With the latest installment of the Republican health care bill passing in the United States House of Representatives today, there are a lot of questions being raised about what exactly will happen it it also passes in the Senate. As it stands, the Republican American Health Care Act (AHCA) that seeks to replace Obamacare is a stark representation of "affordable" health care. The new bill categorizes a long list of conditions as "pre-existing," including sexual assault and C-section births, under the MacArthur Amendment (though Republicans continue to claim that the AHCA will still cover the majority of American). So, does the MacArthur Amendment actually ensure pre-existing conditions are covered? Not exactly.
The MacArthur Amendment, penned by Republican Tom MacArthur, works to allow states to "request permission to waive many of the constraints Obamacare placed on insurers, such as its ban on discriminating against people with pre-existing conditions, or its list of essential benefits that must be included in any plan, including pregnancy and emergency care."
Basically, the amendment makes it possible for states to decide if they want to cover citizens with pre-existing conditions, which include arthritis, domestic abuse, and anxiety, just to name a few. And while Republican lawmakers claim that the MacArthur Amendment serves the best interests of the American people, that's not exactly true.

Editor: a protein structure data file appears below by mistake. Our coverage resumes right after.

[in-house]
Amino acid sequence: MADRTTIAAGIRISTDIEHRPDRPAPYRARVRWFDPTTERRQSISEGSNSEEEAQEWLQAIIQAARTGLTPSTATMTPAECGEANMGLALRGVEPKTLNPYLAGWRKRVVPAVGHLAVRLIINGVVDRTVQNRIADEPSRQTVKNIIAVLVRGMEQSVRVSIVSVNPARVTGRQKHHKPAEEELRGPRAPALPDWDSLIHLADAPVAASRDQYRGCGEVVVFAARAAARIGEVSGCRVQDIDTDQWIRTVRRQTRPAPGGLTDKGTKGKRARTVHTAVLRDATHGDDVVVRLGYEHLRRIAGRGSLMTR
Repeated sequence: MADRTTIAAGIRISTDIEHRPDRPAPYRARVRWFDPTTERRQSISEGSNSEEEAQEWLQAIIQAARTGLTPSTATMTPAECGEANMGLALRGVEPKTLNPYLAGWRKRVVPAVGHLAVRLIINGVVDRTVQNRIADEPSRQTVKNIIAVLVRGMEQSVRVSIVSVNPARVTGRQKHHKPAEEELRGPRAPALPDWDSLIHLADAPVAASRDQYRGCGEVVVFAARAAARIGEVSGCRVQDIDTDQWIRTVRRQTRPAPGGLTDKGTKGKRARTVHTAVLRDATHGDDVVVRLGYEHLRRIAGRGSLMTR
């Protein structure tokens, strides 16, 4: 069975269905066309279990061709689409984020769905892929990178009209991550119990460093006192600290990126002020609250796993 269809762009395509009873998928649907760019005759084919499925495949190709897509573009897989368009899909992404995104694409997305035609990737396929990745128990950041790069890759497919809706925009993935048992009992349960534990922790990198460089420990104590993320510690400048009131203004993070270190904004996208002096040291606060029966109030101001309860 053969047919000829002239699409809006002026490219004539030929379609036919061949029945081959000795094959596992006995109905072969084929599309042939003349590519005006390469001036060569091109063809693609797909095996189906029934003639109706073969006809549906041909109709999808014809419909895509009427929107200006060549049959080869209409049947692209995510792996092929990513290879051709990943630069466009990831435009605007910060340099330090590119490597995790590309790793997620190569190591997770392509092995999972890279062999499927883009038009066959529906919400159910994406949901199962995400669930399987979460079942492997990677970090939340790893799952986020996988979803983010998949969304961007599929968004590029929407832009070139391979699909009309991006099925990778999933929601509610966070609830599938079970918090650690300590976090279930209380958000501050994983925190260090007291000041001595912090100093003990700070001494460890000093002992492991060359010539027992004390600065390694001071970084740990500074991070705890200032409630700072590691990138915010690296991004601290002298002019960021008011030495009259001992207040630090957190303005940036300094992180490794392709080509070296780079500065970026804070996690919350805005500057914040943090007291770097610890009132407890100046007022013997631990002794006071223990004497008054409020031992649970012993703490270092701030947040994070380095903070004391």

Under the ACA, insurance providers couldn't deny coverage to someone just because they have a pre-existing condition. However, the MacArthur amendment completely erases that mandate, leaving it up to each state to determine whether or not they want to "waive protections for those with preexisting conditions as long as they come up with some alternative way of making insurance available," according to The Los Angeles Times.
As stated, it may seem that an "alternative way of making insurance available," is a viable option, and that Ryan is correct in his claims. But, the MacArthur Amendment also allows insurance providers to raise their rates for those with pre-existing conditions, meaning someone with cancer might not be able to afford their treatment. In other words, if states waive protections, those with pre-existing conditions may find themselves in a quandary.
Clearly, the AHCA isn't perfect, and even though it only passed in the House by a narrow margin, there is still a reasonable chance that it could pass in the Senate, as is.
While Republicans may claim that the MacArthur Amendment protects those with pre-existing conditions, that simply isn't true. Don't let the complex language fool you: The AHCA is not a suitable replacement to the ACA, at least not in its current form.